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Lucile Yaney

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BUSINESS
July 16, 1991 | DANIEL AKST
Maybe it's an omen. Since June 13, the Inn of the Seventh Ray, the ethereal Topanga Canyon eatery that should rank high on any reasonable list of the world's most California enterprises, might better be called the Inn of the Eleventh Chapter. That's right. Chapter 11 for everybody's favorite New Age restaurant. Given its lovely setting and considerable reknown, how could the inn end up in bankruptcy court? Was it some inauspicious alignment of the planets? The solar eclipse? A cloudy aura? Nah.
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CALIFORNIA | LOCAL
November 7, 1993 | As told to Times staff writer MARIA L. La GANGA
Lucile Yaney is pure Topanga, a singular soul of equal parts faith, grit and whimsy. When the fire threatened her home and restaurant--the landmark Inn of the Seventh Ray--she grabbed her hard drive and some family pictures from her nearby house and began what would become a days-long prayer vigil. As the fire raged, Yaney, 54, worked--clearing brush and feeding firefighters stir-fry. She was in constant communication with "the angels," calling out for help and protection.
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CALIFORNIA | LOCAL
November 7, 1993 | As told to Times staff writer MARIA L. La GANGA
Lucile Yaney is pure Topanga, a singular soul of equal parts faith, grit and whimsy. When the fire threatened her home and restaurant--the landmark Inn of the Seventh Ray--she grabbed her hard drive and some family pictures from her nearby house and began what would become a days-long prayer vigil. As the fire raged, Yaney, 54, worked--clearing brush and feeding firefighters stir-fry. She was in constant communication with "the angels," calling out for help and protection.
BUSINESS
July 16, 1991 | DANIEL AKST
Maybe it's an omen. Since June 13, the Inn of the Seventh Ray, the ethereal Topanga Canyon eatery that should rank high on any reasonable list of the world's most California enterprises, might better be called the Inn of the Eleventh Chapter. That's right. Chapter 11 for everybody's favorite New Age restaurant. Given its lovely setting and considerable reknown, how could the inn end up in bankruptcy court? Was it some inauspicious alignment of the planets? The solar eclipse? A cloudy aura? Nah.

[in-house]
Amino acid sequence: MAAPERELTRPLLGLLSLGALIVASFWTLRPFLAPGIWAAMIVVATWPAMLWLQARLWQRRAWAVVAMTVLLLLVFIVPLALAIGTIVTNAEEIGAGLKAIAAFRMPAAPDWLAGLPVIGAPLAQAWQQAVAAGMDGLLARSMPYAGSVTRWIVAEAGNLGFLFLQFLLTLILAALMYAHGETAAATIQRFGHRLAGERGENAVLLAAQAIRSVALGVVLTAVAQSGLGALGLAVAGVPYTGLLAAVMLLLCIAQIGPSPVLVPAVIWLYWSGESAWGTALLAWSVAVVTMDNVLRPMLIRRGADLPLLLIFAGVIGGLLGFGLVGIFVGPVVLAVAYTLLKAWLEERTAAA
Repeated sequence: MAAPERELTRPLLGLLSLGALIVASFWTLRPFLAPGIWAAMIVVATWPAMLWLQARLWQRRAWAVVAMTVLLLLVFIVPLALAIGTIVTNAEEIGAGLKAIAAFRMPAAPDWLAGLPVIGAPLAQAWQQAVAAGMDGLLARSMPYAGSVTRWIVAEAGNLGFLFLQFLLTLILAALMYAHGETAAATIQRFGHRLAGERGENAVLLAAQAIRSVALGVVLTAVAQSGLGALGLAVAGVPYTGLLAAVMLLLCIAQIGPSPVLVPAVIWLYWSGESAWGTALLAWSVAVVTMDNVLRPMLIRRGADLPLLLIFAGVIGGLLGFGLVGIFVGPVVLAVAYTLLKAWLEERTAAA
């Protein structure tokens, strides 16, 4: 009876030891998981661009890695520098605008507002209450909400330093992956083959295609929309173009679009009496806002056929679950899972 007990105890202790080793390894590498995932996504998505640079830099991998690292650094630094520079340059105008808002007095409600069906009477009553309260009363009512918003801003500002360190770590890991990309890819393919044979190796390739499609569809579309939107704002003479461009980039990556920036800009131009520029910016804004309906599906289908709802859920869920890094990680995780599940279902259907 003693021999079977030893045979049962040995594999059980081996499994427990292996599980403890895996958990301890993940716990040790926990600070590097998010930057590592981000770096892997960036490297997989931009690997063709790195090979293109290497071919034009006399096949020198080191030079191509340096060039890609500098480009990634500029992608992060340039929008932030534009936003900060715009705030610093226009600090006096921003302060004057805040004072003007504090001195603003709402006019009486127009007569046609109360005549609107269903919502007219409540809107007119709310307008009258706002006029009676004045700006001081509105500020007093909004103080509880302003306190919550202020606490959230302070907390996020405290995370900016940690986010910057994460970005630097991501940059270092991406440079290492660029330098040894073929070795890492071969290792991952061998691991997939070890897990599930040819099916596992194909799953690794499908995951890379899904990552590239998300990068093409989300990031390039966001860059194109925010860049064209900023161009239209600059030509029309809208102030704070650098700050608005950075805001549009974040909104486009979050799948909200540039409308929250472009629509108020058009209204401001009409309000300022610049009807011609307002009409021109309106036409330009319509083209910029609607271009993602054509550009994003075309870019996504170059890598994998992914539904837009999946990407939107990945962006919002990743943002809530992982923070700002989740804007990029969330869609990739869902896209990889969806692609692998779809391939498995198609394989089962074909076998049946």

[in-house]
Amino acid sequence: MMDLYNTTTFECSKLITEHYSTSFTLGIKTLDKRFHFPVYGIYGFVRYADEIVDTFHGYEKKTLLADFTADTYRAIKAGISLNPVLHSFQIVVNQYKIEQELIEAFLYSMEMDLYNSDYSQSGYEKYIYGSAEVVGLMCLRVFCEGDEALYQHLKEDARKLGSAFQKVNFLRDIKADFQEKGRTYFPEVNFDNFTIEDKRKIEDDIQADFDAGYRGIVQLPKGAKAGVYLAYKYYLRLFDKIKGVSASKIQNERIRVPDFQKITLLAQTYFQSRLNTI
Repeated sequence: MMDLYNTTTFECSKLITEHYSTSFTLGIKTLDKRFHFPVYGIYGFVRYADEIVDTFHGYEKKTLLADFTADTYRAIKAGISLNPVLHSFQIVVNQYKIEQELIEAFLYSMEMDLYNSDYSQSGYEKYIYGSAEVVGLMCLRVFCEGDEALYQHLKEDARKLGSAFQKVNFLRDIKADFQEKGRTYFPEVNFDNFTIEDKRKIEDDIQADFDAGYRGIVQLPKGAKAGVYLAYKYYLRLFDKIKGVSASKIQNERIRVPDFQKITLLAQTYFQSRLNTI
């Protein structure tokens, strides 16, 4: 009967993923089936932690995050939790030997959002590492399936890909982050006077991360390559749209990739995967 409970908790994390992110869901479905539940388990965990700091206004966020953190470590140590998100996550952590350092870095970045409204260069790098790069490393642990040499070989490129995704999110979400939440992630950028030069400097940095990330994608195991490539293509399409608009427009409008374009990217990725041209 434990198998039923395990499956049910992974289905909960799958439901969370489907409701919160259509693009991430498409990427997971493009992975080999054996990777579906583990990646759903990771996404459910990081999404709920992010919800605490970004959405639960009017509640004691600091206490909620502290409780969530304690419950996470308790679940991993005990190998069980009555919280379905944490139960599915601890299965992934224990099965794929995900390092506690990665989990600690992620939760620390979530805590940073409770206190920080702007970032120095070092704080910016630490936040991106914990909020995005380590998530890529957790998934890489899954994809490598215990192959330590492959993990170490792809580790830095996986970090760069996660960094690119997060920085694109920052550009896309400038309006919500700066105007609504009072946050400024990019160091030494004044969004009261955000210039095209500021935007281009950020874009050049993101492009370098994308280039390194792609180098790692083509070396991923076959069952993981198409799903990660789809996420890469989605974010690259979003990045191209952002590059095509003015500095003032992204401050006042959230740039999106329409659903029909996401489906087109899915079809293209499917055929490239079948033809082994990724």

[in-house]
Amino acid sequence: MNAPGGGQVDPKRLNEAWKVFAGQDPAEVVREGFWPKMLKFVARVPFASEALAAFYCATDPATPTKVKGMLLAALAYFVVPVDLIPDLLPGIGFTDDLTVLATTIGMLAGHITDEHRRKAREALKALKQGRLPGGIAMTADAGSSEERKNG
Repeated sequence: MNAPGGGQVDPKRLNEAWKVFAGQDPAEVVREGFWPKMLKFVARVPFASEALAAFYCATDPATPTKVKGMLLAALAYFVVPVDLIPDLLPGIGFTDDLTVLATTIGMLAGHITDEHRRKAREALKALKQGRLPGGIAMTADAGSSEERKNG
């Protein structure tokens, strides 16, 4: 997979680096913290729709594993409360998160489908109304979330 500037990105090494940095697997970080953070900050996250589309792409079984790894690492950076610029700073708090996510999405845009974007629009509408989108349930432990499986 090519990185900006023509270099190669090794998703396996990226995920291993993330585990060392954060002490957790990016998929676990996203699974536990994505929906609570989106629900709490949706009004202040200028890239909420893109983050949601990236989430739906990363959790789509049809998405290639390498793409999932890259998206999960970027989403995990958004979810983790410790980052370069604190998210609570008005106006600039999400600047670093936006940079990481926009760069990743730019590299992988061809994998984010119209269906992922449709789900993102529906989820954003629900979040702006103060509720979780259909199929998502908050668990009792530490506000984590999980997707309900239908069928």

CALIFORNIA | LOCAL
February 3, 1995 | KATHLEEN KELLEHER, SPECIAL TO THE TIMES
Ending a three-week nightmare of early morning commuting for Topanga residents, Topanga Canyon Boulevard reopens to 24-hour through traffic tonight. The road has been closed to residents for nearly eight hours daily--from 7:30 a.m. to 3 p.m.--the time allotted for construction crews to work on $2-million worth of repairs necessary because of damage from the Jan. 10 rainstorm.
NEWS
March 20, 2003 | Steve Baltin, Special to The Times
In a wide-open grass field surrounded by trees, a majestic mountain range and the silhouette of horses crossing the top of that range, strangers walk past each other, exchanging "hellos" on a recent Saturday afternoon in Topanga Canyon. It's easy to forget that you can stumble upon these casual, low-key moments in our sprawling metropolis, most of them played out in the nooks and crannies created by the region's canyons.
CALIFORNIA | LOCAL
February 5, 2005 | Bob Pool, Times Staff Writer
When it's open, it unites the Valley with the sea. When it's closed, it splits Topanga Canyon right down the middle. That's the effect that partially severed Topanga Canyon Boulevard is having on residents of the mountain hamlet between the San Fernando Valley and Malibu. An 80-foot washout has forced the off-again, on-again closure of the heavily used route since Jan. 10. And now state highway officials say a 17-hour-per-day shutdown will likely continue through the end of March.
NEWS
November 5, 1993 | LESLIE BERGER and CHIP JOHNSON, TIMES STAFF WRITERS
Flames singed the edges of its hot tubs and lapped at its front door, but this canyon known for bohemianism was alive and well Thursday, returning to normal with the same New Age cool and old-fashioned pluck that helped it beat the odds and a major fire once more.
NEWS
January 29, 1998 | HECTOR TOBAR and JEFF LEEDS, TIMES STAFF WRITERS
Fear and loathing have descended upon the restaurant trade in Los Angeles County as the county Health Services Department launches an unprecedented crackdown, closing eateries for code violations at three times the usual rate. And, for the first time, the health department has begun issuing letter grades that restaurants must post in their front windows. Soon, customers will be able to know whether their favorite bistro or deli has earned an A, B or C--or lower.
FOOD
December 16, 1990 | ROSE DOSTI, TIMES STAFF WRITER
What would you serve in place of ham or turkey or roast if, this year, you were going vegetarian? The Times asked several chefs from restaurants that serve vegetarian food to help us out with an entree from their menu.
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